, written and directed by Todd Field (Nick Nightingale in Kubrick’s Eyes Wide Shut
) may be the first film of the post-MeToo
era to tackle the subject from the perpetrator’s point of view. It's a bold angle, unique in its embodiment of a perspective devoid of empathy or care for the lives crushed in the name of artistic creation. The film seems aware of the treacherous terrain, and treads hot coals as elegantly and as powerfully as a conductor’s flicking wrist.
Cate Blanchett plays the titular Lydia Tár, a contemporary conductor juggling her commitment to the Berlin Philharmonic
alongside her (often shirked) responsibilities to her wife (Nina Hoss) and daughter, an imminent book release, and writing her own symphonic magnum opus. From the spoken inventory of her intellectual, professional, and artistic accolades that opens the film, a red carpet is unrolled that becomes increasingly muddied as it spirals into a cheeky denouement, juxtaposing Tár’s artistic endeavors against the reality of the world outside her creative bubble. She exists primarily in a sphere of private jets, supper clubs, piano benches/conductor podiums, and bespoke ateliers—anything that falls outside this ilk of luxury and privilege is seen, to Tár, as a rude inconvenience and intrusion.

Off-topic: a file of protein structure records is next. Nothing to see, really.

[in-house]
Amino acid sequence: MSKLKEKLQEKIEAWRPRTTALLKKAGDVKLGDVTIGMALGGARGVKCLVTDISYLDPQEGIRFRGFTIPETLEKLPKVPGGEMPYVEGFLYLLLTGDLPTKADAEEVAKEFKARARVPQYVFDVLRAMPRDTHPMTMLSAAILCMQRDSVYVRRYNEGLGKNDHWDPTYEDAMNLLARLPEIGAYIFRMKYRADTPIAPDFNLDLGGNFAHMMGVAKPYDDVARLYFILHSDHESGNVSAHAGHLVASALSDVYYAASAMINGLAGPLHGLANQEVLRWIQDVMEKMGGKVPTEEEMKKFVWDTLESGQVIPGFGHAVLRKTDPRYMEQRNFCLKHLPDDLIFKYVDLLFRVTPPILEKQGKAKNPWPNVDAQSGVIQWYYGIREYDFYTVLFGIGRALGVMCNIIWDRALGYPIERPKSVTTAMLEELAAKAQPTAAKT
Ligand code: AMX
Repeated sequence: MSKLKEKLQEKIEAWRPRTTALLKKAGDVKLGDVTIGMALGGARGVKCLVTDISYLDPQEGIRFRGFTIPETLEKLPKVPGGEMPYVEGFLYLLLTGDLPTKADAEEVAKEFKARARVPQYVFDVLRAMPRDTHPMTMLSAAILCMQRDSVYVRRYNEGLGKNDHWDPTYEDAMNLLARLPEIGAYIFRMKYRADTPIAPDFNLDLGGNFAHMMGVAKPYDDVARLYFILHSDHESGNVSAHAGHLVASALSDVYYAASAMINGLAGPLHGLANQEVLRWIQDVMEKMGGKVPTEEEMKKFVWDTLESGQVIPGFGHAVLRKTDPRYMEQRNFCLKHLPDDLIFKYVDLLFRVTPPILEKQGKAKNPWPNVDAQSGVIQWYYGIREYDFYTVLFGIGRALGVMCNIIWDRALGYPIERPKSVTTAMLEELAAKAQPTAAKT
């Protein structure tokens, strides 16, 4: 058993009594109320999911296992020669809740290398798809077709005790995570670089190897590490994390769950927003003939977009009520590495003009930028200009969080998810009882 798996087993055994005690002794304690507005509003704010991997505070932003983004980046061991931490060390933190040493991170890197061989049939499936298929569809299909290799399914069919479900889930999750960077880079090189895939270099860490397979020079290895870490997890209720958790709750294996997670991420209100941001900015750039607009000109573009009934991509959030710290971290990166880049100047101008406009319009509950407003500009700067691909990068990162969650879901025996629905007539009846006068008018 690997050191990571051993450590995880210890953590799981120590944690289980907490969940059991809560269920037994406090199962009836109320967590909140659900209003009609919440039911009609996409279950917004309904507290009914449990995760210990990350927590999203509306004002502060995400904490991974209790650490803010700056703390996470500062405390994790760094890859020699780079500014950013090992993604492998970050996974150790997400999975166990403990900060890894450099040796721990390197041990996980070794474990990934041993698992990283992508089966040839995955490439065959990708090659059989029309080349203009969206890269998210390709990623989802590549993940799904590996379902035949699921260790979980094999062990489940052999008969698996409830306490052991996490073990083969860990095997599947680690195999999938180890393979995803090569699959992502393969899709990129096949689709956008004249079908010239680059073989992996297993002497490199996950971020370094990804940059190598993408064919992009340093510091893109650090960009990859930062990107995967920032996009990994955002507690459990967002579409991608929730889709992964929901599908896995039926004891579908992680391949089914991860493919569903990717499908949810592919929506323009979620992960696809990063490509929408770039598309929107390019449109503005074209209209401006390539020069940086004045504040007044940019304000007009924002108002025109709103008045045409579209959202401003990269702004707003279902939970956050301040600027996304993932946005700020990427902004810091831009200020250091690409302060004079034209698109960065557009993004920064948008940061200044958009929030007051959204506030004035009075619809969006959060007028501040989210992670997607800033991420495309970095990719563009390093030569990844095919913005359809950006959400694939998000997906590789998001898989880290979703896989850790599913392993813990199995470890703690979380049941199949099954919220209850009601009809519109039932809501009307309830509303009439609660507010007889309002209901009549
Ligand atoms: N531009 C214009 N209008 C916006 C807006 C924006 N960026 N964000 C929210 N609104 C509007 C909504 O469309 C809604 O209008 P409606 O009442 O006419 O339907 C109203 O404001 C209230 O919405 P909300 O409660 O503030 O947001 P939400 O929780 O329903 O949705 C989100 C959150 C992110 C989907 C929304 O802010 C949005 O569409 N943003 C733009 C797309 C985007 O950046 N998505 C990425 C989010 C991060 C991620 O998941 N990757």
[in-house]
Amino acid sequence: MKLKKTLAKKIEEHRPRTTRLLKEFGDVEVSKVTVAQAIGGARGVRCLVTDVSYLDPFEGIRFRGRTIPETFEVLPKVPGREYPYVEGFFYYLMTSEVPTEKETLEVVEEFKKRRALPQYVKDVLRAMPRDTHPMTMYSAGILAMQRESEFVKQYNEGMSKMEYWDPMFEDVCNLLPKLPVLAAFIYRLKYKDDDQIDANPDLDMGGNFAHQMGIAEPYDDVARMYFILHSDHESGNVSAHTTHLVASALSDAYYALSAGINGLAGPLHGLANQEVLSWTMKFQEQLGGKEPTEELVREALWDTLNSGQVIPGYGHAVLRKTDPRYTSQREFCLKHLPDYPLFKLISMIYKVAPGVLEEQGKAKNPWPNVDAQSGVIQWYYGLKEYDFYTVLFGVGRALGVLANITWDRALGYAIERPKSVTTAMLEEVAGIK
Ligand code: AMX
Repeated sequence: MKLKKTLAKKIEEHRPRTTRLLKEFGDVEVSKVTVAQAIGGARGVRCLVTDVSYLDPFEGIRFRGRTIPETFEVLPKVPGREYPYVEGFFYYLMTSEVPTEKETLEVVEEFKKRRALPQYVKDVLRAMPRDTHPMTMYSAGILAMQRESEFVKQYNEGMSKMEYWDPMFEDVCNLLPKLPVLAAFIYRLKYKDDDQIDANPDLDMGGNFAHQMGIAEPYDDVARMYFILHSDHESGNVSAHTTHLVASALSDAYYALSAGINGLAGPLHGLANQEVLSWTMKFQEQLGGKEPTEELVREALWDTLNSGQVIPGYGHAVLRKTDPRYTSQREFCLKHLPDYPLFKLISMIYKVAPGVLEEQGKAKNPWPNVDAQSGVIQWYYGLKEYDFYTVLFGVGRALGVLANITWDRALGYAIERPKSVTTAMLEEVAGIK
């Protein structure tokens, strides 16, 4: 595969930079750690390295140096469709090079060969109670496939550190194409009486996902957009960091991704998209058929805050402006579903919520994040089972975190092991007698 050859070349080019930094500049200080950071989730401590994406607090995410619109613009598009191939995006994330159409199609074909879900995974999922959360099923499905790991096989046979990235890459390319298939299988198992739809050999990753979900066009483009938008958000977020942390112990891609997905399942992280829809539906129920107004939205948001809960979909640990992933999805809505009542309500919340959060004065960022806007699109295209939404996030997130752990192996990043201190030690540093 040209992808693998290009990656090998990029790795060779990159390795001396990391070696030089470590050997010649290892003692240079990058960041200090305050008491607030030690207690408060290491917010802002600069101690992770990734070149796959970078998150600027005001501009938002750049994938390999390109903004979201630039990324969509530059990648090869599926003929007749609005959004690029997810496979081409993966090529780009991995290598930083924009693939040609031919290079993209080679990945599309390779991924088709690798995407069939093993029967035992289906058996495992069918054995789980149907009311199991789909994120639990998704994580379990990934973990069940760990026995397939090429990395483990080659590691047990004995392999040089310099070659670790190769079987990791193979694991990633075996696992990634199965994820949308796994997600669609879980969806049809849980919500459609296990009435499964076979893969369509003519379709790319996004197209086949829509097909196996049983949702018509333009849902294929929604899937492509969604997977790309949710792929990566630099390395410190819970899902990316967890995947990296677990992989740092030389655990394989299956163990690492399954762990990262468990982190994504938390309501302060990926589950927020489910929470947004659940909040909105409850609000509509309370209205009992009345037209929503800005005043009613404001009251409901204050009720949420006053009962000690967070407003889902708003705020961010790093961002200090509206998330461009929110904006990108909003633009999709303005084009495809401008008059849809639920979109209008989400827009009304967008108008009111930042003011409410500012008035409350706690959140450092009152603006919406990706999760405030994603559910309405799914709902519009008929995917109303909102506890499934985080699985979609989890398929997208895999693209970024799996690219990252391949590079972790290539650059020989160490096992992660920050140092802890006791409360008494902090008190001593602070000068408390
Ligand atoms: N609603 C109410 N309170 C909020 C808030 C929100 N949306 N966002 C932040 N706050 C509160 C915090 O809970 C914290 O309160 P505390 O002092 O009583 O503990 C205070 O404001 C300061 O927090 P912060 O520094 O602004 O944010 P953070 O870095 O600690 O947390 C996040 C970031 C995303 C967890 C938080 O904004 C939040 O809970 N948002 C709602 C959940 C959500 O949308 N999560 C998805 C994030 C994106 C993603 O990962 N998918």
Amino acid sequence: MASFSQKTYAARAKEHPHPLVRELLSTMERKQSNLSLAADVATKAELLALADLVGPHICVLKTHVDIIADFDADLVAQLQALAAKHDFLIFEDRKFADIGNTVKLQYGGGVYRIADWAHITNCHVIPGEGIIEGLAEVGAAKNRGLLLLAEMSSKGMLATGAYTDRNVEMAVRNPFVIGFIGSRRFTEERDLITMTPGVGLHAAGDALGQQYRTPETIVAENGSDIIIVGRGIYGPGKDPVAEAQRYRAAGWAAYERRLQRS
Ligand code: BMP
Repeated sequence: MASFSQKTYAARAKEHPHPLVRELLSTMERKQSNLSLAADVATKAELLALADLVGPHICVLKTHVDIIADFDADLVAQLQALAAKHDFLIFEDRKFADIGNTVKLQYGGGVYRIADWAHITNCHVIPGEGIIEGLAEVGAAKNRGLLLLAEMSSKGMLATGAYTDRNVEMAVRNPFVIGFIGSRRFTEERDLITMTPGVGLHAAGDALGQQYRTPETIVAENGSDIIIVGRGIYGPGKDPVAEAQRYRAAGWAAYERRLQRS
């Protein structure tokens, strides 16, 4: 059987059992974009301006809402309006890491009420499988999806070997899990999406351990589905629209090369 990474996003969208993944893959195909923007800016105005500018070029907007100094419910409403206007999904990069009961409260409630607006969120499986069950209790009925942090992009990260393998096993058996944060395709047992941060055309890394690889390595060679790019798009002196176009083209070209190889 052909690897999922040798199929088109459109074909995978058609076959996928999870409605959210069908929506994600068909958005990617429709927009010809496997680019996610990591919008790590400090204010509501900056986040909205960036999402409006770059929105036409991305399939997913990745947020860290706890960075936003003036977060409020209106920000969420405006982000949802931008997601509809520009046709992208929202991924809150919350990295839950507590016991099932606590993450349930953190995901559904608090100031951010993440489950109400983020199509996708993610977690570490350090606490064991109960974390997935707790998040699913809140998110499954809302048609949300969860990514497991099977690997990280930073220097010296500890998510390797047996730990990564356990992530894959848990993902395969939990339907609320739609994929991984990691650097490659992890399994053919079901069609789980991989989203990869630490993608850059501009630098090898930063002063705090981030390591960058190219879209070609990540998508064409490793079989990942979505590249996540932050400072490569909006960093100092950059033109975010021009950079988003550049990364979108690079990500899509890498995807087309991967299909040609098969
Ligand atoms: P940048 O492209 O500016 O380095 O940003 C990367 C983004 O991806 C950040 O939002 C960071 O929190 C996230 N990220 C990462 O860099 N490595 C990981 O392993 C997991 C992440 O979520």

The film’s main conflict exists on the periphery
, roiling offscreen and slowly circling and penetrating the conductor’s day-to-day. She is accused of sabotaging a former student and lover’s musical career, resulting in her suicide, allegations that Tár seems only minimally interested in and even less internally plagued by. She does her best to erase any evidence of their relationship—going so far as to have her assistant (another former lover with jilted career aspirations, played by Noémie Merlant) delete incriminating emails—before it affects her career, to no avail. This egocentric megalomania is but one aspect of the problematic behavior of which Tár is regularly accused, though the audience is allowed only hints of its veracity and implications. She gaslights her wife, gags at the squalor of her sickly neighbors, shamelessly womanizes her female admirers and engages in morally dubious relationships with her musical protéges.
The film elides explicit depictions of her more serious transgressions. Since the events are shown from Tár’s perspective as she toils over one masterpiece or another, the consequences of her exploitative and manipulative behavior fall into the category of “real-world intrusions” that only serve to distract her from her work.
To avoid absolving its main character, the film adopts a singularly anti-climactic narrative
, forgoing redemption and allowing space for a dialogue that weighs the merits of artistic creation against the moral shortcomings of the artist herself. In a post-MeToo era in which reckoning with the personal lives of artists is now common practice, Tár
is something of a unique case; the film seems to waver in a limbo, free of a dogmatic thesis, instead telling its story with an eerie Kubrickian distance that permits room for viewers to cultivate their own judgments and conclusions. Tár